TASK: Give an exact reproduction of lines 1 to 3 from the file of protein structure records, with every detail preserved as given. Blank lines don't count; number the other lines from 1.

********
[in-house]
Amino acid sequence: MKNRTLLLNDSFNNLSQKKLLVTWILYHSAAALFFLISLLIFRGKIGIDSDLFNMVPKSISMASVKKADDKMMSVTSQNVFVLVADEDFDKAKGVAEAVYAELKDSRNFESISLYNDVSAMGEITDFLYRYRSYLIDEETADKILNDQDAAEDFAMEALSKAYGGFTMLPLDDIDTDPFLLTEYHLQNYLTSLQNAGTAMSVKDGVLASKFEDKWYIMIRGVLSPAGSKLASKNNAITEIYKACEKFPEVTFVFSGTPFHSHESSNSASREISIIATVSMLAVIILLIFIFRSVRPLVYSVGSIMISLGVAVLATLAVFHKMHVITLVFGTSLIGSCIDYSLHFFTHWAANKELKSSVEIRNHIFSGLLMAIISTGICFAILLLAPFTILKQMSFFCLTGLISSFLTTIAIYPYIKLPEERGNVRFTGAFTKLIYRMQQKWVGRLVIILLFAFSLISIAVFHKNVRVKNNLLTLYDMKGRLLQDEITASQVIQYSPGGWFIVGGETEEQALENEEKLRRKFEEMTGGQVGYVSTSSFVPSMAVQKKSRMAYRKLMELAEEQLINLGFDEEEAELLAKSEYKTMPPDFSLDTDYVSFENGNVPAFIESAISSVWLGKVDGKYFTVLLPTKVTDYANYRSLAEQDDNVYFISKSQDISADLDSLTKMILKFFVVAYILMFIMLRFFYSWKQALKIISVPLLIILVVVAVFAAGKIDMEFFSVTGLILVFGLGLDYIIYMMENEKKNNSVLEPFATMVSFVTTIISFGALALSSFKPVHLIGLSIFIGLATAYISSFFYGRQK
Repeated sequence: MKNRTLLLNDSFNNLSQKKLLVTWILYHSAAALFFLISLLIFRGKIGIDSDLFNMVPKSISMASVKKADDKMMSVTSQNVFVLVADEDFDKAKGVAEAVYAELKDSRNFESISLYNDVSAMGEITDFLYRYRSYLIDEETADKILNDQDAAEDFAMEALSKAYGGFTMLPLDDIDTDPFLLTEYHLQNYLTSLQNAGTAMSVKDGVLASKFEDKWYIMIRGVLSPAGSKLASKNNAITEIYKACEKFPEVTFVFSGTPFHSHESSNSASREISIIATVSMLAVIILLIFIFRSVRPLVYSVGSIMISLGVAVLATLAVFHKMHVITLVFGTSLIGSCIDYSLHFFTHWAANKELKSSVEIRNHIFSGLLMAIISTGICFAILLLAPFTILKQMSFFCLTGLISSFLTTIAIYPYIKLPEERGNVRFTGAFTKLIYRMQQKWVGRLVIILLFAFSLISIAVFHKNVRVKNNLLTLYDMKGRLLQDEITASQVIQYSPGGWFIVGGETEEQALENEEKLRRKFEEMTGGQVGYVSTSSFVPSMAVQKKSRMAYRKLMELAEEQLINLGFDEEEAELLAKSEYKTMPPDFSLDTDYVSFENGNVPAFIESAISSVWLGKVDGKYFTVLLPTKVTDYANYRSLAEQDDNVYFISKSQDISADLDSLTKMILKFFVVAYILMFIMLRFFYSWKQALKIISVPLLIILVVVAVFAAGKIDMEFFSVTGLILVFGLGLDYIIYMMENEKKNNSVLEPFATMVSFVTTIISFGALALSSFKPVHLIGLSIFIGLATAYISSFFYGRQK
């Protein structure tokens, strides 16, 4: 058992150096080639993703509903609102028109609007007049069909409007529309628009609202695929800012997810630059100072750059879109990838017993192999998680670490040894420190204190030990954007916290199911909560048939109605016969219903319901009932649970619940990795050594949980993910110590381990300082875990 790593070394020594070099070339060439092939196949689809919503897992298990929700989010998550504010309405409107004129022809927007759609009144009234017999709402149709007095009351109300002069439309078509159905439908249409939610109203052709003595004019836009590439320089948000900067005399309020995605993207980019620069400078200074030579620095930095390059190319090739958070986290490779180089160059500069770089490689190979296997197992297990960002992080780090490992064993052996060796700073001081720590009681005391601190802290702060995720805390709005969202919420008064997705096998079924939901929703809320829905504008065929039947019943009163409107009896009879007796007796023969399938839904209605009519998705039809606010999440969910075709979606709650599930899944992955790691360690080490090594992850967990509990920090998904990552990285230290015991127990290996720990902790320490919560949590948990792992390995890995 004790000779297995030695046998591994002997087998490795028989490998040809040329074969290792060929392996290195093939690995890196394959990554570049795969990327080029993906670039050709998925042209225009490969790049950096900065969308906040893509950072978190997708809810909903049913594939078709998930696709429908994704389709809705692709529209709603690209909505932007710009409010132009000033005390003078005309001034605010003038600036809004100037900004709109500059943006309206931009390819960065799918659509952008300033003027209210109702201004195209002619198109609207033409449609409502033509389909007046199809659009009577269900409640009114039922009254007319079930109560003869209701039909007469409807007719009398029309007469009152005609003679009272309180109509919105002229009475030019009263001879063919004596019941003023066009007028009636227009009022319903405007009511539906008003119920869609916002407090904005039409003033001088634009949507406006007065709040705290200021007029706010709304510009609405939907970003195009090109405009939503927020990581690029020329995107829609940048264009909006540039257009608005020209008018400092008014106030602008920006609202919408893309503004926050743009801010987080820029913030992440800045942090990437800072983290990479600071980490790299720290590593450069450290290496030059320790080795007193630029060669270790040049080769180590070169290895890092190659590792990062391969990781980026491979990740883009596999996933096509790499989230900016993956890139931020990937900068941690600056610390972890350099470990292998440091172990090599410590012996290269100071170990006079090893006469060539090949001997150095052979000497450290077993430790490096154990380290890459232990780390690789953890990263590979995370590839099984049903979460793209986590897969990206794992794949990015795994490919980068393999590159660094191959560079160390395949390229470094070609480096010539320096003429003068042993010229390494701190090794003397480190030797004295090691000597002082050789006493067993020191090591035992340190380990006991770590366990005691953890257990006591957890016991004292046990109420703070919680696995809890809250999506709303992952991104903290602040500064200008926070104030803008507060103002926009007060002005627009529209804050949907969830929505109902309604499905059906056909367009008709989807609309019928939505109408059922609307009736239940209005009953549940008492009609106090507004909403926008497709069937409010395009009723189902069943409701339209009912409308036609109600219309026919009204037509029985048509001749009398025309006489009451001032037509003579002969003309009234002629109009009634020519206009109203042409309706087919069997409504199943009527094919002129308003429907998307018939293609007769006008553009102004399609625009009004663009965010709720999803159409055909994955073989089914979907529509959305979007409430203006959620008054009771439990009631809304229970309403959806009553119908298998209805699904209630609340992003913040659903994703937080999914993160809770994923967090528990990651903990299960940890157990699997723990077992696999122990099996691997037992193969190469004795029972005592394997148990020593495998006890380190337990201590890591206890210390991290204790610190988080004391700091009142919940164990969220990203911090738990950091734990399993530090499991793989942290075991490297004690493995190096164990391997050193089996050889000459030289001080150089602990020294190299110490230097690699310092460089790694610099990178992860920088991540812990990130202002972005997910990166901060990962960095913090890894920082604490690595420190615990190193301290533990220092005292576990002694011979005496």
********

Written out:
[in-house]
Amino acid sequence: MKNRTLLLNDSFNNLSQKKLLVTWILYHSAAALFFLISLLIFRGKIGIDSDLFNMVPKSISMASVKKADDKMMSVTSQNVFVLVADEDFDKAKGVAEAVYAELKDSRNFESISLYNDVSAMGEITDFLYRYRSYLIDEETADKILNDQDAAEDFAMEALSKAYGGFTMLPLDDIDTDPFLLTEYHLQNYLTSLQNAGTAMSVKDGVLASKFEDKWYIMIRGVLSPAGSKLASKNNAITEIYKACEKFPEVTFVFSGTPFHSHESSNSASREISIIATVSMLAVIILLIFIFRSVRPLVYSVGSIMISLGVAVLATLAVFHKMHVITLVFGTSLIGSCIDYSLHFFTHWAANKELKSSVEIRNHIFSGLLMAIISTGICFAILLLAPFTILKQMSFFCLTGLISSFLTTIAIYPYIKLPEERGNVRFTGAFTKLIYRMQQKWVGRLVIILLFAFSLISIAVFHKNVRVKNNLLTLYDMKGRLLQDEITASQVIQYSPGGWFIVGGETEEQALENEEKLRRKFEEMTGGQVGYVSTSSFVPSMAVQKKSRMAYRKLMELAEEQLINLGFDEEEAELLAKSEYKTMPPDFSLDTDYVSFENGNVPAFIESAISSVWLGKVDGKYFTVLLPTKVTDYANYRSLAEQDDNVYFISKSQDISADLDSLTKMILKFFVVAYILMFIMLRFFYSWKQALKIISVPLLIILVVVAVFAAGKIDMEFFSVTGLILVFGLGLDYIIYMMENEKKNNSVLEPFATMVSFVTTIISFGALALSSFKPVHLIGLSIFIGLATAYISSFFYGRQK
Repeated sequence: MKNRTLLLNDSFNNLSQKKLLVTWILYHSAAALFFLISLLIFRGKIGIDSDLFNMVPKSISMASVKKADDKMMSVTSQNVFVLVADEDFDKAKGVAEAVYAELKDSRNFESISLYNDVSAMGEITDFLYRYRSYLIDEETADKILNDQDAAEDFAMEALSKAYGGFTMLPLDDIDTDPFLLTEYHLQNYLTSLQNAGTAMSVKDGVLASKFEDKWYIMIRGVLSPAGSKLASKNNAITEIYKACEKFPEVTFVFSGTPFHSHESSNSASREISIIATVSMLAVIILLIFIFRSVRPLVYSVGSIMISLGVAVLATLAVFHKMHVITLVFGTSLIGSCIDYSLHFFTHWAANKELKSSVEIRNHIFSGLLMAIISTGICFAILLLAPFTILKQMSFFCLTGLISSFLTTIAIYPYIKLPEERGNVRFTGAFTKLIYRMQQKWVGRLVIILLFAFSLISIAVFHKNVRVKNNLLTLYDMKGRLLQDEITASQVIQYSPGGWFIVGGETEEQALENEEKLRRKFEEMTGGQVGYVSTSSFVPSMAVQKKSRMAYRKLMELAEEQLINLGFDEEEAELLAKSEYKTMPPDFSLDTDYVSFENGNVPAFIESAISSVWLGKVDGKYFTVLLPTKVTDYANYRSLAEQDDNVYFISKSQDISADLDSLTKMILKFFVVAYILMFIMLRFFYSWKQALKIISVPLLIILVVVAVFAAGKIDMEFFSVTGLILVFGLGLDYIIYMMENEKKNNSVLEPFATMVSFVTTIISFGALALSSFKPVHLIGLSIFIGLATAYISSFFYGRQK